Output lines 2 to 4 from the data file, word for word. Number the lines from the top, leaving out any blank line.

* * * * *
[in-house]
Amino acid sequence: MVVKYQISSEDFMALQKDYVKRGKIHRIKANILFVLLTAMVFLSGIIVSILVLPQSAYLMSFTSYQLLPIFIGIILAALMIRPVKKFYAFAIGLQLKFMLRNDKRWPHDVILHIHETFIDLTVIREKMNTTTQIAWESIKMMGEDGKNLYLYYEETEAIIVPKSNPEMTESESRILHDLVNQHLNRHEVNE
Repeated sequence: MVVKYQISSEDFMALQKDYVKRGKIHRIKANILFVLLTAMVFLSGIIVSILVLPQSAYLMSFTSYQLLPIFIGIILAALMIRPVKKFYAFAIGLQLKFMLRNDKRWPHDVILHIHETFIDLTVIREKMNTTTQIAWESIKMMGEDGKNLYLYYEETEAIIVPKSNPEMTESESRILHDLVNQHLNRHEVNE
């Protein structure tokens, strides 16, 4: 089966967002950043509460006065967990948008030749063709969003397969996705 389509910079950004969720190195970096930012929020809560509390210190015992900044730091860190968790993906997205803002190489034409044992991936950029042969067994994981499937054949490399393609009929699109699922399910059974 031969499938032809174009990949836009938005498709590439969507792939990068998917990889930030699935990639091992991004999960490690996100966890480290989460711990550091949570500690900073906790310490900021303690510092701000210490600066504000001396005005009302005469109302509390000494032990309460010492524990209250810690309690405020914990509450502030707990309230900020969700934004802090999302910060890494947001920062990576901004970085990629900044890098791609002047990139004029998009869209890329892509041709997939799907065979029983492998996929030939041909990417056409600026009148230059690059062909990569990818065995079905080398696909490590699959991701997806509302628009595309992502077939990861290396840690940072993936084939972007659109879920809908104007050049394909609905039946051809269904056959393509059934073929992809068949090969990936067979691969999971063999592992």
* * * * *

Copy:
Amino acid sequence: MVVKYQISSEDFMALQKDYVKRGKIHRIKANILFVLLTAMVFLSGIIVSILVLPQSAYLMSFTSYQLLPIFIGIILAALMIRPVKKFYAFAIGLQLKFMLRNDKRWPHDVILHIHETFIDLTVIREKMNTTTQIAWESIKMMGEDGKNLYLYYEETEAIIVPKSNPEMTESESRILHDLVNQHLNRHEVNE
Repeated sequence: MVVKYQISSEDFMALQKDYVKRGKIHRIKANILFVLLTAMVFLSGIIVSILVLPQSAYLMSFTSYQLLPIFIGIILAALMIRPVKKFYAFAIGLQLKFMLRNDKRWPHDVILHIHETFIDLTVIREKMNTTTQIAWESIKMMGEDGKNLYLYYEETEAIIVPKSNPEMTESESRILHDLVNQHLNRHEVNE
């Protein structure tokens, strides 16, 4: 089966967002950043509460006065967990948008030749063709969003397969996705 389509910079950004969720190195970096930012929020809560509390210190015992900044730091860190968790993906997205803002190489034409044992991936950029042969067994994981499937054949490399393609009929699109699922399910059974 031969499938032809174009990949836009938005498709590439969507792939990068998917990889930030699935990639091992991004999960490690996100966890480290989460711990550091949570500690900073906790310490900021303690510092701000210490600066504000001396005005009302005469109302509390000494032990309460010492524990209250810690309690405020914990509450502030707990309230900020969700934004802090999302910060890494947001920062990576901004970085990629900044890098791609002047990139004029998009869209890329892509041709997939799907065979029983492998996929030939041909990417056409600026009148230059690059062909990569990818065995079905080398696909490590699959991701997806509302628009595309992502077939990861290396840690940072993936084939972007659109879920809908104007050049394909609905039946051809269904056959393509059934073929992809068949090969990936067979691969999971063999592992």